Microcorrections

(NOTE: Based on time elapsed since the posting of this entry, the BS-o-meter calculates this is 1.206% likely to be something that Ferrett now regrets.)

One of the weird things about my relationship with my wife is that we’ll preemptively apologize.

For things that probably don’t matter.

And we’ll do it without really thinking about it.

For example, I’ll say something like, “So when is Amy getting back from the dentist?”  At which point I’ll realize that I was barking that question out with no preface, my tone a little flinty, as if Gini had somehow inconvenienced me by lending our car to our daughter.

So I’ll follow that up quickly with, “Whoah, that came off way angrier than I’d intended it.  Like, lending our car to our kid is a normal event.”

And she’ll go, “Thankfully, I didn’t interpret that as angry,” and tells me when Amy will be back.

And sometimes Gini will say, “Hey, we need to talk about your date this weekend” and I’ll cringe, and then Gini will hold up her hands and go, “Whoah, why did that sound so bitchy – I like Laura!  I just wanted to know whether you needed the spare bedroom.”

And I’ll reply, “Yeah, I gotta say, I totally flinched,” and she’ll hug me and say “No, it’s cool, just a timing issue.”

Here’s the thing: this happens a couple times a day.  Minimum.  To either of us.  “Hey, you gonna walk the dog – wait, why am I sounding so sad about that?”  “Come on, we gotta get to dinner – I’m okay, it’s cool, just get your purse.”

You’d think it’d be a quirk – and it is, hoo boy, it is – but a lot of time we wind up in microconversations about managing tone.  Because yeah, that did sound impatient to one of us, and we confirm that our reaction was what we thought it was, and the other partner then apologizes and we check in with each other.

But what we’re apologizing for, it’s hard to call it an upset.  We haven’t really had time to get more than a flash of emotion before it’s handled.  At best it’s a mild jostle before we’re sweeping the other partner’s elbow in ours to ask, “You okay?”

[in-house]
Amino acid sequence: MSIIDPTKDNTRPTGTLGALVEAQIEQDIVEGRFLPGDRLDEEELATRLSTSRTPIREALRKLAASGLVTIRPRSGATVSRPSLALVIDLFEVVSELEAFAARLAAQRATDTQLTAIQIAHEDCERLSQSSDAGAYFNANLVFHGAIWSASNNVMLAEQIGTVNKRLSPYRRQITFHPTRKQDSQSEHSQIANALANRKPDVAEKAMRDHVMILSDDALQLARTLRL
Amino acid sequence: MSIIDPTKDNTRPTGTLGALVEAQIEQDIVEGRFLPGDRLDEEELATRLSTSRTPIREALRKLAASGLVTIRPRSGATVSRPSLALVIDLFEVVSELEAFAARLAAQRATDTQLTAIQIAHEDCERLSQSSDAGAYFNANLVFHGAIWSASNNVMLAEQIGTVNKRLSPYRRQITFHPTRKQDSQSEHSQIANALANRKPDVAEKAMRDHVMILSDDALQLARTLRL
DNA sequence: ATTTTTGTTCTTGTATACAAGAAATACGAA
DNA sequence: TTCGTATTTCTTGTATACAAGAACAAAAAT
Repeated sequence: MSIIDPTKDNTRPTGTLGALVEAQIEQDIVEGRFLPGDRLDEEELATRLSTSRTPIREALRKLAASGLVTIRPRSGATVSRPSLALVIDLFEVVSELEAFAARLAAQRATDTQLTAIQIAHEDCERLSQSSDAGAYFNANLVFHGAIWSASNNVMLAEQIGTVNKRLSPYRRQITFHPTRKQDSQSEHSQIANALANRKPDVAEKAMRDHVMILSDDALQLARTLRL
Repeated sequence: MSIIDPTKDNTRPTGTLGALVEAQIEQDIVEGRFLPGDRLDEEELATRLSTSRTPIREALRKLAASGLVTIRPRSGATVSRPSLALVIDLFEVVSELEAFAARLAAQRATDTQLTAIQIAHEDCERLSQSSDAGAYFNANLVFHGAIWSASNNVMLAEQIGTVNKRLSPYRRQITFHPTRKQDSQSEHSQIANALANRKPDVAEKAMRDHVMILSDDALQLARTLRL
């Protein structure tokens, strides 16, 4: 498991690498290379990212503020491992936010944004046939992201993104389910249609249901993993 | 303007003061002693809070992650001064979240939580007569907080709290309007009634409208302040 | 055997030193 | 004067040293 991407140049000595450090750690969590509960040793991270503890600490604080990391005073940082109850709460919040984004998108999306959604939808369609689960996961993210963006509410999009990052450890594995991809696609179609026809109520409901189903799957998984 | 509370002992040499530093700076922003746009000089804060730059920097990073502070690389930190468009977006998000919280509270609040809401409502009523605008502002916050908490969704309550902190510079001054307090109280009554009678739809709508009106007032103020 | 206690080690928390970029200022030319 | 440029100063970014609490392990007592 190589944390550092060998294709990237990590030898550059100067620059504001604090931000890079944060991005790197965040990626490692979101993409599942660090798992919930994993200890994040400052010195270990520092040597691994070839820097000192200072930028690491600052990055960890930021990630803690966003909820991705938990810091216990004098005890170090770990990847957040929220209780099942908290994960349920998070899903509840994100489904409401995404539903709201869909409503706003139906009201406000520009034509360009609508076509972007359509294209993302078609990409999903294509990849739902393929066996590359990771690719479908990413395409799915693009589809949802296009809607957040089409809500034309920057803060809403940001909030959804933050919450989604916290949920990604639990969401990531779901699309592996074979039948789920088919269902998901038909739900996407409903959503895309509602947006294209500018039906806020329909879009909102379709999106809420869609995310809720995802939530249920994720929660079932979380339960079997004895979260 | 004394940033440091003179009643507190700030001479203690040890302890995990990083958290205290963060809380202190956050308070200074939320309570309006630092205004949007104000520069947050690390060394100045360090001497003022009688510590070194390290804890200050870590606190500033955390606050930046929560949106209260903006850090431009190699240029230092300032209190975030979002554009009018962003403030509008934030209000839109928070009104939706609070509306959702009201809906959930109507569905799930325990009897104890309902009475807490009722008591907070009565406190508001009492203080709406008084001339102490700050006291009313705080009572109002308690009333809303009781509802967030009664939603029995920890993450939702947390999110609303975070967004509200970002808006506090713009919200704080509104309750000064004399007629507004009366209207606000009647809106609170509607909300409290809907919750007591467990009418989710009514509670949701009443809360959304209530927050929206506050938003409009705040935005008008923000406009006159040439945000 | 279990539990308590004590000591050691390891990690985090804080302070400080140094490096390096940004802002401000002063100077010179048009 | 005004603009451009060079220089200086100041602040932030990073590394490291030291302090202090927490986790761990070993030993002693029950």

And yet it’s useful.

Because what I realized we were doing was constantly modulating our tone to each other – one confirming this is how they came off, the other confirming they had in fact grokked proper intent.  It’s a constant feedback loop of checking in, verifying, honing.

You might think we do it to be nice – and we do, mostly.  But now that I ponder it, there’s the flip side that when we are properly irritated, or instantiating a Serious Conversation, or self-pitying that you get to walk the dog on a nice day, we are tuning into the correct negative emotion.

Say what you will about expressing bad feelings – but when one of us does, our ears are pricked.

And I think that’s one of the reasons Gini and I have such good communication flow – years of nailing down what “tense” looks like helps us during arguments, because we do generally have a good bead on when things are about to boil over.  (Not that we don’t have arguments that boil over – I’d like to tell you every difference we have could be settled over genteel tea and cupcakes, but no, sometimes voices get raised.)

And I also know, sadly, that is one of the reasons some of my other relationships haven’t worked out – I hate talking in real time through phone or Skype, and it’s cumbersome to “hear” tone properly via text.  The tendency is to go shorthand – but a single “Oh?” in response to a tricky question can have a myriad of responses ranging from “stiff surprise” to “Tell me more,” and constantly tagging every “Oh?” with a “What did you mean by that?” can get to sound mighty tetchy on its own.

But constantly verifying communication correctness is something I do in real life, and it does help on visits.  And I think it’s sort of nice to have that feedback loop at such a trivial level – like I said, apologies are offered, but they’re not for much of an offense.

Which I think helps train Gini and me to think of apologies as an easy thing to give – it gets us in the habit.  Offering genuine apologies for tiny bumps makes it a lot easier to give mid-level apologies – “Okay, I should have checked Google Calendar first to see if you had an appointment before offering Amy the car” – and the large apologies of “I should have put my date for this weekend on Google Calendar in the first place.”

Yet in the meanwhile, we’re doing little work.  All the time.  Several times a day.

Sounds nice to us.

All Comments Will Be Moderated. Comments From Fake Or Throwaway Accounts Will Never Be approved.